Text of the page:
4 – 6 5 ½ Cup Cooked Vegetables
¼ Cup Cooked, Frozen or Canned fruit
½ Piece of Fresh Fruit ⅓ Fresh Juice
7 – 10 5 ½ Cup Cooked Vegetables
⅓ Cup Cooked, Frozen or Canned fruit
1 Piece of Fresh Fruit
½ Fresh Juice

4. Dairy

Most children have no trouble eating dairy products such as milk, cheese or yoghurt. It’s the calcium in dairy that children need to develop strong teeth and bones. And if you’re concerned about the fat content, low-fat options are readily available. Vitamin D can help our bodies absorb calcium better, so make sure your child spends some time outdoors every day – although make sure they avoid the midday heat and put on sunscreen.

Servings per Day & Portion Sizes

Age Servings/Day Portion Size
1 – 3 2 – 3 ½ Cup of Milk 14gr Cheese ⅓ Cup of Yoghurt
4 – 6 2 – 3 ½ Cup of Milk 28gr Cheese ½ Cup of Yoghurt
7 – 10 2 – 3 1 Cup of Milk 28gr Cheese ¾ – 1 Cup of Yoghurt

5. Protein

Foods rich in protein, such as eggs, meat, seafood and legumes, help to build and repair muscles and contain essential nutrients. That makes protein an important part of a balanced diet for both children and adults. Each protein has different nutrients so it makes sense to feed your child a variety of different proteins.

Servings per Day & Portion Sizes

Age Servings/Day Portion Size
1 – 3 2 28gr Meat, Fish or Chicken ¼ Cooked Beans ½ Egg
4 – 6 2 28gr Meat, Fish or Chicken ⅓ Cooked Beans 1 Egg
7 – 10 2 28 – 56gr Meat, Fish or Chicken ½ Cooked Beans 1 Egg

Making Food Fun

Once you know what to feed your child, here are some ideas on how to make them look forward to their meals. 

1. Make it Easy to Eat

Little children often eat with their hands and tend to give up easily if something is difficult to hold or manipulate. Keep this mind when preparing meals and cut food to bite-size proportions. If it’s easy for them to grab and pop in their mouths, they won’t waste time picking at their food.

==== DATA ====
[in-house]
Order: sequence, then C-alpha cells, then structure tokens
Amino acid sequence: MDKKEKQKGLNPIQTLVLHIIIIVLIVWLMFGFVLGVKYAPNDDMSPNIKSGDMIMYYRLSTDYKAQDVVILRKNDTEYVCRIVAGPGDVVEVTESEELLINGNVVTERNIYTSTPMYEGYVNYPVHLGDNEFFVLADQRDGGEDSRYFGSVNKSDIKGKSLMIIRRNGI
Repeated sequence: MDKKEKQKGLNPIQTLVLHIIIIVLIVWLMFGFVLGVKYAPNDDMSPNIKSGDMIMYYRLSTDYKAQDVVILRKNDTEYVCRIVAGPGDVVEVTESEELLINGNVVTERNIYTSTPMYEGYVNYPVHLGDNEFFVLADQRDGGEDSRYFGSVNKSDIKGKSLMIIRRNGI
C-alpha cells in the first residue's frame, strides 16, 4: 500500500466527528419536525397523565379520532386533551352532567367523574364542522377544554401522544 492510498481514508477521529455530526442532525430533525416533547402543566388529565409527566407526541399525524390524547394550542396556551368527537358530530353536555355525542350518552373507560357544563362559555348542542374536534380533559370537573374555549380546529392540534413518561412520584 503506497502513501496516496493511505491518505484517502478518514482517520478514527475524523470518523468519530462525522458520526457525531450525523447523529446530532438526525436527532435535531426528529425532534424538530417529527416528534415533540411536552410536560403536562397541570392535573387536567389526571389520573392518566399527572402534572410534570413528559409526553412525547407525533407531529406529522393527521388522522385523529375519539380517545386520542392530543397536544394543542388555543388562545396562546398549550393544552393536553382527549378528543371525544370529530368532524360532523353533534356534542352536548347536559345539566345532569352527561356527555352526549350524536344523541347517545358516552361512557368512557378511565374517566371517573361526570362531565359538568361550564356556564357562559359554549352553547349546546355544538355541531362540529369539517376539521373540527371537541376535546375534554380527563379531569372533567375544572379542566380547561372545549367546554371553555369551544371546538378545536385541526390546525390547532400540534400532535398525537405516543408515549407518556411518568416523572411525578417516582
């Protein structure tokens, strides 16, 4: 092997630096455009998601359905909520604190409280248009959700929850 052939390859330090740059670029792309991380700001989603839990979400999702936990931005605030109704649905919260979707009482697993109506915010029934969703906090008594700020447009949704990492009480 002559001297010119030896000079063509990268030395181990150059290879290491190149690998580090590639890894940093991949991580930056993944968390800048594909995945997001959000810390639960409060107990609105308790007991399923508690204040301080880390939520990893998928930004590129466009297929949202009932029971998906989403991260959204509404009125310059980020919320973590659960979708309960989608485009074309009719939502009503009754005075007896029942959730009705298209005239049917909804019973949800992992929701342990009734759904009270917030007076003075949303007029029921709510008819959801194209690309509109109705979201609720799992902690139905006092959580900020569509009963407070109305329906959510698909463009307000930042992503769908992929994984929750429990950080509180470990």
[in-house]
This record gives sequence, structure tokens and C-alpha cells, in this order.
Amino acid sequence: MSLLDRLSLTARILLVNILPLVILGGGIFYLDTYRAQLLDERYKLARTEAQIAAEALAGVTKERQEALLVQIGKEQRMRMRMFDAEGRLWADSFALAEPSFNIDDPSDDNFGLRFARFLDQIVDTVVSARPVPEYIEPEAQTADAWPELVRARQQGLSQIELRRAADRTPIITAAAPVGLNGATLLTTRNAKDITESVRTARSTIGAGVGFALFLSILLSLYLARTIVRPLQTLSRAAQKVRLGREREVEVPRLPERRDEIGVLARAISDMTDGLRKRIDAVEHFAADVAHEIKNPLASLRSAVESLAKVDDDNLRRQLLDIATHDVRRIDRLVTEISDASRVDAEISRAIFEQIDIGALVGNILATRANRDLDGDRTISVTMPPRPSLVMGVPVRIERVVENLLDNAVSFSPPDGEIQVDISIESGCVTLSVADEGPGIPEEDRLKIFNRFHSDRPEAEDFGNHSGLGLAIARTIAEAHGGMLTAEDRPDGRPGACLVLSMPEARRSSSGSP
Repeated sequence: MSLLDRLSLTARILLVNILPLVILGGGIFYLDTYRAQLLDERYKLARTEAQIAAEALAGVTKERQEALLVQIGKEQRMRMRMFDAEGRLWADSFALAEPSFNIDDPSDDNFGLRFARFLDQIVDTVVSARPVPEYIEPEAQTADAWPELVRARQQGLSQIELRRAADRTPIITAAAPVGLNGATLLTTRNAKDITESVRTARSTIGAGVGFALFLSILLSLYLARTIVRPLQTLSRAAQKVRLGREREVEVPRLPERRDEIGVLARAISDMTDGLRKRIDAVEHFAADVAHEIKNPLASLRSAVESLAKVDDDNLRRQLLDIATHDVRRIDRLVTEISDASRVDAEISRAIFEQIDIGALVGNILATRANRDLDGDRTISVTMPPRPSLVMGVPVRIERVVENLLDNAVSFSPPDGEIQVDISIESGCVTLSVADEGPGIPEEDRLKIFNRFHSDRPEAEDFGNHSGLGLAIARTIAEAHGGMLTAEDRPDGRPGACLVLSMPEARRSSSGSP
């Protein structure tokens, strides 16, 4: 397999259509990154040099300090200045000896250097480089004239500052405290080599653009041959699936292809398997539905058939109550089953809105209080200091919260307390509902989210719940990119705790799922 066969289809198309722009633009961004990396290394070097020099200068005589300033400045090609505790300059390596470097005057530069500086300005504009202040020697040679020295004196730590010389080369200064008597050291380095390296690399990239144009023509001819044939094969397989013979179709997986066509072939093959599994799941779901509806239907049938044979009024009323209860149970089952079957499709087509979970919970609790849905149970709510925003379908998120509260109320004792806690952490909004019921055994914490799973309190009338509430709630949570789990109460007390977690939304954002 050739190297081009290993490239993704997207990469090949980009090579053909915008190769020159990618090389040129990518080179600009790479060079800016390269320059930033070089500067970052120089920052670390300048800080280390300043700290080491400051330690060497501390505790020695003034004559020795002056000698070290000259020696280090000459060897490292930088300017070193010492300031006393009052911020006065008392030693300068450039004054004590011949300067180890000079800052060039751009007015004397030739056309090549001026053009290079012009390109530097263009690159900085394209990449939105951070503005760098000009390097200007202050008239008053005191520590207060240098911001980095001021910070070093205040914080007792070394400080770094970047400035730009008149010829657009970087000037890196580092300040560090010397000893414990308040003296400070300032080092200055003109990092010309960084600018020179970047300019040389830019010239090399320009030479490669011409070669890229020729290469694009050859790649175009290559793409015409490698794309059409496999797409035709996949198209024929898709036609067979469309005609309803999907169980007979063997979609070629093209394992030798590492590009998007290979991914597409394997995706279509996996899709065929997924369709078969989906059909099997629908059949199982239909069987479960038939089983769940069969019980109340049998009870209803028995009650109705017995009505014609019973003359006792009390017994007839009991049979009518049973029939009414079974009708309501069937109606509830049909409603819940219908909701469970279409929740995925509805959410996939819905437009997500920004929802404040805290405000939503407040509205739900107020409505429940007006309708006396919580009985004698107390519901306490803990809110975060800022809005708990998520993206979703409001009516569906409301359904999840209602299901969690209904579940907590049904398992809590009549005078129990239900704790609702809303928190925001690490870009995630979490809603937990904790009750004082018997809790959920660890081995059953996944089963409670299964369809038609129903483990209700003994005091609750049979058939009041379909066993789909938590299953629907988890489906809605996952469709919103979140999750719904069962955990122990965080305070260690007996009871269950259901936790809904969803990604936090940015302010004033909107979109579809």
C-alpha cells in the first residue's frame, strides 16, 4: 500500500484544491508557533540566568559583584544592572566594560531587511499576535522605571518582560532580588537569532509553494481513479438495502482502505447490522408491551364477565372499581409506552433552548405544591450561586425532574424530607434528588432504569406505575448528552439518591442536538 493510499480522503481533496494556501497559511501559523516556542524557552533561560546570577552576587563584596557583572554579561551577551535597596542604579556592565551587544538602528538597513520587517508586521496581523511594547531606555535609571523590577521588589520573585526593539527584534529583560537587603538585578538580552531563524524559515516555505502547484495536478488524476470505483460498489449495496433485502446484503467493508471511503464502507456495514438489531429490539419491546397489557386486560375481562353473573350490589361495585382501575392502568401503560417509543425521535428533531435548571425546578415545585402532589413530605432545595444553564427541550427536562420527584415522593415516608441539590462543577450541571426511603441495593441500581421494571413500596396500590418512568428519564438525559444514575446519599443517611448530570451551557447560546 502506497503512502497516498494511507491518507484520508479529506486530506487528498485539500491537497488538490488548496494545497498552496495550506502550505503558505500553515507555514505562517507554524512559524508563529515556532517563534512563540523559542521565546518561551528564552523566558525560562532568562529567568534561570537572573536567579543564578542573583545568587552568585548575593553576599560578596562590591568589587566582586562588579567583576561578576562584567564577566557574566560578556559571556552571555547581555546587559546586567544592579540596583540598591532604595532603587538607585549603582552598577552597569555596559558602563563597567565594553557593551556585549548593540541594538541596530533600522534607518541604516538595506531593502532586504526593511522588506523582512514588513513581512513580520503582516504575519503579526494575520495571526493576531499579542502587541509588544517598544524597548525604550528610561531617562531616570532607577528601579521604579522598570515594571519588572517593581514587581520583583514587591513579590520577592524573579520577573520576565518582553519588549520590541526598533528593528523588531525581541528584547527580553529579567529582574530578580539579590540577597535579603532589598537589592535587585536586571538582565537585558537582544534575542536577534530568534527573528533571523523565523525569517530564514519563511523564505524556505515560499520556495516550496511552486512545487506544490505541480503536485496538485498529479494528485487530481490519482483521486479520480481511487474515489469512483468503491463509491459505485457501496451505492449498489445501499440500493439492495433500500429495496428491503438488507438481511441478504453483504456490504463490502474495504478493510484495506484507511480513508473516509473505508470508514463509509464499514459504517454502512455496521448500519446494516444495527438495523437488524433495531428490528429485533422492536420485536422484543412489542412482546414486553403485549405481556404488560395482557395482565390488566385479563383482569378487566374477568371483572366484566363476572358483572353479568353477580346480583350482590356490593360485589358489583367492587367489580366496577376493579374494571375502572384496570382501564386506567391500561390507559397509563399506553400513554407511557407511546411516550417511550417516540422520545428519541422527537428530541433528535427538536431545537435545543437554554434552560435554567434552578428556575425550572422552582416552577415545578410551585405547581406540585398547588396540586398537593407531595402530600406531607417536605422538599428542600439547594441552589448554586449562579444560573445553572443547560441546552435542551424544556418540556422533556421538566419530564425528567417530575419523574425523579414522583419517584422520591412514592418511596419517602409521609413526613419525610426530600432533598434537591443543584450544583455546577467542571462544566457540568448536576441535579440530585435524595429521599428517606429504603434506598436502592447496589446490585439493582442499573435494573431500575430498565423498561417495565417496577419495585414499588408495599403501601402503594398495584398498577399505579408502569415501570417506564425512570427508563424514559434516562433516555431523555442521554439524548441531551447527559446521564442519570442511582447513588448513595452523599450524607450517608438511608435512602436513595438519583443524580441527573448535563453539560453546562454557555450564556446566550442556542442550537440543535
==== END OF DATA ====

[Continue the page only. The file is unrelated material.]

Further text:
When it comes to food that can be eaten whole, like fruit, it’s best to do the prep work for them. Peel and slice things in advance so they don’t have to fuss with skins and pips.

2. Keep it Simple & Fresh

It takes young children a while to learn what foods they like, so don’t overwhelm them with complicated flavours. Keep meals simple and use fresh ingredients so they get to know the real flavour of something. That’ll make it easier for them to decide whether they enjoy eating a particular food.

3. Plan & Prepare

A little effort goes a long way in the kitchen, especially when feeding children. Work out lunch boxes and dinners in advance and make sure you have the ingredients you need before you start cooking. Stock up on what you know your children enjoy eating, and you’ll never have to scramble to feed them a nutritious meal at the last moment again.

4. Get Your Kids Involved

To instil your children with a love of food, invite them into your kitchen. Not only is it a great way to bond with them, they also respond more positively to your efforts in the kitchen when they can see what it’s all about. Once they feel included, they’ll also be more open to trying new flavours.

Need Some Foodie-Inspiration?

Now that you’re all fired-up and ready to start cooking up a storm for your little one, here are some sites to inspire you:

Essentials Healthy Lunchbox Ideas

Woolworths Healthy Menu Ideas for Children

Mamma Magic Simple Healthy Breakfasts to Get Your Little one off to a Good Start

Super Healthy Kids Recipes

Healthy Kids Recipes from Eatwell

Healthy Kid Recipes from Allrecipes